I went shopping today, hoping to find some towelling bathroom slippers. Found these in K-Mart. They cost $4.
$4! You know, I would have been happy to pay more for a pair of slippers; but slippers that lasted for a while – maybe a few years - and were perhaps made with a little more care and that were slightly more sturdy.
I know that this sounds like a very minor complaint, but, as I watched as a woman bought two pairs, similar to those I bought, saying, “Oh, well, they’re so cheap, may as well buy a spare pair as well”, I couldn’t help but wonder about how many slippers were worn for a short while and then tossed out in the garbage to end as part of landfill.
It seems the same with T-shirts and all other clothing items. Some T-shirts were on sale for only $3. No wonder people take big trolleys into department stores.
They buy in bulk.
The local Target store has a ‘buy 3 for the price of 2’ deal for baby clothes. I have no doubt that mothers and fathers think that’s a great deal and end up buying three items of clothing for the baby, when one would probably have done. And all this STUFF ends up being thrown away quite quickly, as there is no value attached to anything.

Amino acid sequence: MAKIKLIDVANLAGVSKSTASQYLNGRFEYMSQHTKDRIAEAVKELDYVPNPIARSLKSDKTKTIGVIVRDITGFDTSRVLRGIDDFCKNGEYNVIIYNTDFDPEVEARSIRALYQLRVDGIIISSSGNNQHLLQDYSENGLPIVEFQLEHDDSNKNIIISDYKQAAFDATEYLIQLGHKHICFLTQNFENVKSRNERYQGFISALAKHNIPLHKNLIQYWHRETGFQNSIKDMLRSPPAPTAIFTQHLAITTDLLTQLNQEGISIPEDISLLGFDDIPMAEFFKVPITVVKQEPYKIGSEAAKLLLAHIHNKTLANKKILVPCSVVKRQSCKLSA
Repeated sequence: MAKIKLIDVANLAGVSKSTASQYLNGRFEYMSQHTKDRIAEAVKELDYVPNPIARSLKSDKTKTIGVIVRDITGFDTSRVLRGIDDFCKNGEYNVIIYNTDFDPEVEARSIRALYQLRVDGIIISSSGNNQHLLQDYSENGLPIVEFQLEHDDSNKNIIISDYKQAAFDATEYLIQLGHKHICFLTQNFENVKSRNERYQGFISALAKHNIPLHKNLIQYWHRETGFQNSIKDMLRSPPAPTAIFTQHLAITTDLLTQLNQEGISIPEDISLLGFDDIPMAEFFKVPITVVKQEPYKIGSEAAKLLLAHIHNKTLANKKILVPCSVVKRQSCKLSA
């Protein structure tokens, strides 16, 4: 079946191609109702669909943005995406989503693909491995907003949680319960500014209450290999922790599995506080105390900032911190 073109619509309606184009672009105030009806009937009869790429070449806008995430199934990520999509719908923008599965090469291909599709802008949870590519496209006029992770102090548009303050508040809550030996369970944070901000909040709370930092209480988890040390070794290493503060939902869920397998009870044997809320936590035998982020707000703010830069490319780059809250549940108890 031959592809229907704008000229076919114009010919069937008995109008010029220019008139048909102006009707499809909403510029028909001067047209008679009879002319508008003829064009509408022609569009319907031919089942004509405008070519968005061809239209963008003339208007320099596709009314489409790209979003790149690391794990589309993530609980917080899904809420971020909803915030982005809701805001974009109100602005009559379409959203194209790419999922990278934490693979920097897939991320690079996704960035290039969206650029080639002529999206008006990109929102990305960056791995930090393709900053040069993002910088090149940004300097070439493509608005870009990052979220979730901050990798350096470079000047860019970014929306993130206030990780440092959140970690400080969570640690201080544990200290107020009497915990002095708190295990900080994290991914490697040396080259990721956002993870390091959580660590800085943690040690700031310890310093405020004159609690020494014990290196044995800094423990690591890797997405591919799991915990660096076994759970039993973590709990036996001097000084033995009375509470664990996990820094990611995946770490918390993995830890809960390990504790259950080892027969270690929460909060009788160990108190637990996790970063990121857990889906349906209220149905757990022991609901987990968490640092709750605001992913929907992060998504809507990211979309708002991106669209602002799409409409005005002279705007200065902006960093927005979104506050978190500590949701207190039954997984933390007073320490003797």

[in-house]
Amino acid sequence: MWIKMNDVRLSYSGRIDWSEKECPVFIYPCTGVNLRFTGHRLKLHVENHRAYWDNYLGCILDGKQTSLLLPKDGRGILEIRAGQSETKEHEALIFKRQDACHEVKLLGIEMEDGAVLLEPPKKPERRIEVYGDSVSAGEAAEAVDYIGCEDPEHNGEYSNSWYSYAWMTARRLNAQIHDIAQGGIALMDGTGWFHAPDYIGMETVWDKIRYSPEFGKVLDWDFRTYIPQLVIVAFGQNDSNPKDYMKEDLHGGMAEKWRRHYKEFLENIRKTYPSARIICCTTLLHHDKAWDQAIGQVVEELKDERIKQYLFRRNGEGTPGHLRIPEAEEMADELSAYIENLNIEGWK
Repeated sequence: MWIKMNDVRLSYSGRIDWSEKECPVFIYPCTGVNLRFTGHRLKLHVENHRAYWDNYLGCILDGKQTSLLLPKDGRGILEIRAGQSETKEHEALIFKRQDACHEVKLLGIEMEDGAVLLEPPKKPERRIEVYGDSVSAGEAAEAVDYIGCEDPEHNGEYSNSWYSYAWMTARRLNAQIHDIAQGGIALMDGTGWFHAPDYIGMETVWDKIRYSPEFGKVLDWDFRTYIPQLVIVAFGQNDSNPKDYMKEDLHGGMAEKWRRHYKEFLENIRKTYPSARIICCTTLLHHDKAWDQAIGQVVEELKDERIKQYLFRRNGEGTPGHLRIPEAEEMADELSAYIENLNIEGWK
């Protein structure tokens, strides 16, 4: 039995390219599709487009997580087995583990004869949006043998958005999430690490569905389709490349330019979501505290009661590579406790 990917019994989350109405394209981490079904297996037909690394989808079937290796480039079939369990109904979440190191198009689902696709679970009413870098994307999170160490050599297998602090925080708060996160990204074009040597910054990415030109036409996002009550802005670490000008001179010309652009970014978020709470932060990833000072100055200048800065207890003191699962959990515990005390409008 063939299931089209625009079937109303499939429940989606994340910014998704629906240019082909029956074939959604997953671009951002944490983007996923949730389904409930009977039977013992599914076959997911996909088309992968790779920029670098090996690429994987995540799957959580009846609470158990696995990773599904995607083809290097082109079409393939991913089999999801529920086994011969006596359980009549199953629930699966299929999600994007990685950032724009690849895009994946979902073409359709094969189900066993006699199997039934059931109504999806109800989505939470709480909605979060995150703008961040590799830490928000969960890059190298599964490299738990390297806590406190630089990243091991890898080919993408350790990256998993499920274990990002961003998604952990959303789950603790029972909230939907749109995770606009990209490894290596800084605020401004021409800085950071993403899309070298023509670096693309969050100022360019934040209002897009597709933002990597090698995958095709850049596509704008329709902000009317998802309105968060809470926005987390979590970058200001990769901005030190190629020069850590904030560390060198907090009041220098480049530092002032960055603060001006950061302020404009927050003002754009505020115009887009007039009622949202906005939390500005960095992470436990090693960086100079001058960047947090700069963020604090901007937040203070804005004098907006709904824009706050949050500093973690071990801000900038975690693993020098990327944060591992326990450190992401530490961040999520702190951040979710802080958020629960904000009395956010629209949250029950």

I won’t go on about “When I was a girl..” and all that, but gee, there’s so much waste accumulating just because we can buy so many things for so little money, with nothing much of substance or quality, it just doesn’t make sense.
And, of course, tjhis relates not just to clothing, it’s almost everything you buy.
On a side issue, the biggest and best fruit cannery in Australia is about to close and dozens of farmers and hundreds of factory workers will soon be without income.
I suspect that it’s partly because the major supermarkets, here in Australia, are not supporting local farmers and buying the (gorgeous!) local product because they can get cans and jars of fruit
cheaper from China and Swaziland. (True!)
Words fail me.